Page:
The prominent Saudi dissident and women’s rights activist Loujain al-Hathloul has been released from prison after 1,001 days in custody.

Iran PressMiddle East: Following a concerted campaign by her relatives and global rights groups, Hathloul was granted probation by a judge in Riyadh and released to her family on Wednesday afternoon.

Her sister Lina published a photo of a smiling Loujain on Twitter.

"Loujain is at home !!!!!!," the accompanying message said.

Another sister, Alia, said in a separate post that Hathloul was at their parents’ home in Saudi Arabia, adding "this is the best day of my life"

It is understood that the terms of Hathloul’s probation prevent her from discussing her ordeal in prison. She is banned from leaving Saudi Arabia and has a suspended sentence looming if she breaks the terms of her release, Reuters reported.

Hathloul, 31, had been a leading campaigner for the right for women to drive in Saudi Arabia before a change in the law in late 2017.

Calls for her release by her family had been repeatedly championed by human rights groups and foreign governments. However, as late as December last year she was sentenced to five years and eight months behind bars and accused of pushing a foreign agenda and using the internet to harm public order.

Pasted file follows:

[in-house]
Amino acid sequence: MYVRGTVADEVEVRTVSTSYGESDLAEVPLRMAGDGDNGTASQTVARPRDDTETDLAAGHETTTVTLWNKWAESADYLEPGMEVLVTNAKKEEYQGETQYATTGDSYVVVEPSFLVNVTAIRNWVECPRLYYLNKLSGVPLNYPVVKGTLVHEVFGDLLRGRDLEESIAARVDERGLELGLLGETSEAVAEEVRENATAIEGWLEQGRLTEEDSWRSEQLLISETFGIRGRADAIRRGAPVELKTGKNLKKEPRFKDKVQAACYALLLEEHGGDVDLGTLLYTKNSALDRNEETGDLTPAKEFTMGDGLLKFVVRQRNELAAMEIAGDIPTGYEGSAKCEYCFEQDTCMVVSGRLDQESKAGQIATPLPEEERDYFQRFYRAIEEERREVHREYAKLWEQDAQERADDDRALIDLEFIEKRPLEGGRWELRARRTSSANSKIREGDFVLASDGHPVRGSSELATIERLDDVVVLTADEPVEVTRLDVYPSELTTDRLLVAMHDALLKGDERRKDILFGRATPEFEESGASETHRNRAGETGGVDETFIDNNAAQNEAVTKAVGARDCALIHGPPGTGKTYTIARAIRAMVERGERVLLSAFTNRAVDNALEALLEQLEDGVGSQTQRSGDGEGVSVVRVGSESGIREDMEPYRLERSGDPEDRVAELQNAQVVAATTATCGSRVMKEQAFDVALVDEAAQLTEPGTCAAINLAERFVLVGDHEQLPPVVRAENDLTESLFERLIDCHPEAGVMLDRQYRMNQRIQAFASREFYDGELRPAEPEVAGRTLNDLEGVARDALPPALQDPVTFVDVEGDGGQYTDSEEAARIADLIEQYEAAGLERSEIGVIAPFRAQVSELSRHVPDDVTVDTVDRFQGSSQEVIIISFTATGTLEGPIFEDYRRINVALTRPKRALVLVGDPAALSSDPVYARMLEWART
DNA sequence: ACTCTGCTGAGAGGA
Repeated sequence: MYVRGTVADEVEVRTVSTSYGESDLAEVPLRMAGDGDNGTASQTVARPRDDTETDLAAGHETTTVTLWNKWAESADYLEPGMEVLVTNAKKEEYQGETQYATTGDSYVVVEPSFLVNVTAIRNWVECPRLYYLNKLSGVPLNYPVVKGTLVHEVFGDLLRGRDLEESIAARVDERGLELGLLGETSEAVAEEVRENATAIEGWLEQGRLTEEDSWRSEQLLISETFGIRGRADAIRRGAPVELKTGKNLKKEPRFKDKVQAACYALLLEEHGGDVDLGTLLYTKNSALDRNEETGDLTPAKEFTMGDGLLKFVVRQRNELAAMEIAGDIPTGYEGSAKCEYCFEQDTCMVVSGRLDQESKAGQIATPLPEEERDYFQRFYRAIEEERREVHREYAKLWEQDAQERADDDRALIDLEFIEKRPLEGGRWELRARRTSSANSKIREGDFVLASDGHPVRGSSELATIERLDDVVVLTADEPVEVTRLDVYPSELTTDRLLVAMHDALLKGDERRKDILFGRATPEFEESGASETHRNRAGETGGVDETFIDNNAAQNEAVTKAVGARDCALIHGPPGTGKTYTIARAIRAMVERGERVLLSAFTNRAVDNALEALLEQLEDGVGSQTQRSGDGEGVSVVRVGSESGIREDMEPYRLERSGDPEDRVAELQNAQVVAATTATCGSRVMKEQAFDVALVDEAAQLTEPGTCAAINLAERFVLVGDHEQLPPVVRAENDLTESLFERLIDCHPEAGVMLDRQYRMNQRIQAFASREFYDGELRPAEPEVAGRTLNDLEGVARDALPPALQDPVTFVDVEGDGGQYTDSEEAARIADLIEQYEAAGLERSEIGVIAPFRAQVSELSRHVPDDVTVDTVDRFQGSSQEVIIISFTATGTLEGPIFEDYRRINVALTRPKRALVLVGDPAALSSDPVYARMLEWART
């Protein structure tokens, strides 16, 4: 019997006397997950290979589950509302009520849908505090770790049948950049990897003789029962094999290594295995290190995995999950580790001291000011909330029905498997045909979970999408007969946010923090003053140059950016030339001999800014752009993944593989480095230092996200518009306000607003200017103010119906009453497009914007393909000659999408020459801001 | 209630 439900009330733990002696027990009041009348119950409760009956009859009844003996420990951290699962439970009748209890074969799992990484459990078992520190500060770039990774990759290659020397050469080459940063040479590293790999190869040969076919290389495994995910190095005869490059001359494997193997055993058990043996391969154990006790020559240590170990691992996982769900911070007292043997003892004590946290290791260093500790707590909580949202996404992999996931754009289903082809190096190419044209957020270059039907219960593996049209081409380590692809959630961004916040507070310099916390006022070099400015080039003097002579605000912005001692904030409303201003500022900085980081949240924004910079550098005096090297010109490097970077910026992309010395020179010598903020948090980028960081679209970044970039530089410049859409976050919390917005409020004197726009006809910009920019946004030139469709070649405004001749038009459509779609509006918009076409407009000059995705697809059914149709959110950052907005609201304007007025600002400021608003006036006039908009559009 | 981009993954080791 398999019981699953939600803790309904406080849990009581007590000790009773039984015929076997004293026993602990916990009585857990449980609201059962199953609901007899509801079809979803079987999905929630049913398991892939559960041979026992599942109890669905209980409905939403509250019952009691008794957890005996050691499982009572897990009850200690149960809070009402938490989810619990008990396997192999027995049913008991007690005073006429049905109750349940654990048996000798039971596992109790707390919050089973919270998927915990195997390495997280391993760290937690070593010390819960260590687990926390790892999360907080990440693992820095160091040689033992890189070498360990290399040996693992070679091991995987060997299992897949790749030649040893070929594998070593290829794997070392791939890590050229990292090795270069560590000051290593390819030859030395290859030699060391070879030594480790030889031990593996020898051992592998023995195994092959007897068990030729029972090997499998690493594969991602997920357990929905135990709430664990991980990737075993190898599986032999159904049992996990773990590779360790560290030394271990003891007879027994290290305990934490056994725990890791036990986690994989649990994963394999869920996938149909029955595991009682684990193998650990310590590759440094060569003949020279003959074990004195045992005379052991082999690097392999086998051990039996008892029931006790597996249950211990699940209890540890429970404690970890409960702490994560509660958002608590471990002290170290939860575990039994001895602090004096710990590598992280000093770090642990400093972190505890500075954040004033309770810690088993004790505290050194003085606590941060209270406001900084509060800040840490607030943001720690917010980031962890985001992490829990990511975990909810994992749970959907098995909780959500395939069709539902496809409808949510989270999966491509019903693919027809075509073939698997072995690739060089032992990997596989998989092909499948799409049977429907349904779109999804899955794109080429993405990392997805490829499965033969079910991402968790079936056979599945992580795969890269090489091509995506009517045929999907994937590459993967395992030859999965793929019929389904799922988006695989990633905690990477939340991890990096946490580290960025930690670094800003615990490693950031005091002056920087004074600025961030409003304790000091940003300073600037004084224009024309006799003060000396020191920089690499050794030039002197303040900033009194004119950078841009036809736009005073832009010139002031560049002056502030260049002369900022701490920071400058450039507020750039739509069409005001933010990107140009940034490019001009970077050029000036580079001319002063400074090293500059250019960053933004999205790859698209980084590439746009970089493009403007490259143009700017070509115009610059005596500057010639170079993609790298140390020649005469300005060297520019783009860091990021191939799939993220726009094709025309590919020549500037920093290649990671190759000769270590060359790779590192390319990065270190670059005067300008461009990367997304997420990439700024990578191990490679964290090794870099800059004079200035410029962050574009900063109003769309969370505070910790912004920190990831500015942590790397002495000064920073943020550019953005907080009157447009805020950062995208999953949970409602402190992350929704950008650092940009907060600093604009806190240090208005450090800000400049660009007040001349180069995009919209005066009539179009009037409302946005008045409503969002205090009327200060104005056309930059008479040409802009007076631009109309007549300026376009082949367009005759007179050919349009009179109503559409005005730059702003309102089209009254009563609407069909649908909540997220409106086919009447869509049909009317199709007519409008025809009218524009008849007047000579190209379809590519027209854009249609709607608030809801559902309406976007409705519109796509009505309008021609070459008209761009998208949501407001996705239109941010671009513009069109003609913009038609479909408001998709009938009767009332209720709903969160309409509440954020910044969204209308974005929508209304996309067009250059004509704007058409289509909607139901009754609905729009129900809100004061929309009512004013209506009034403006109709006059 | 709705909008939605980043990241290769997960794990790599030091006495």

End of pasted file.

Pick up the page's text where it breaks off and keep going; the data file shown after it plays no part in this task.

The sentence dashed hopes of an imminent release and intensified criticism of the heir to the Saudi throne, Crown Prince Mohammed bin Salman, who has been the driving force behind widespread social changes in the Kingdom as well as a ruthless crackdown on dissent.

Hathloul was charged with seeking to change the Saudi political system and harming national security, local media said. The court suspended two years and 10 months of her sentence, or time served since Hathloul was arrested on May 15, 2018, the newspapers said.

United Nations human rights experts have called the charges against her spurious, and along with leading rights groups and lawmakers in the United States and Europe have called for her release.

The detentions of women activists occurred shortly before and after the kingdom lifted a ban on women driving, which many activists had long championed, as part of reforms introduced by Crown Prince Mohammed bin Salman that were also accompanied by a crackdown on dissent and an anti-corruption purge.

Hathloul's sentencing came just nearly three weeks after a Riyadh court jailed U.S.-Saudi physician Walid al-Fitaihi for six years, despite U.S. pressure to release him, in a case rights groups have called politically motivated.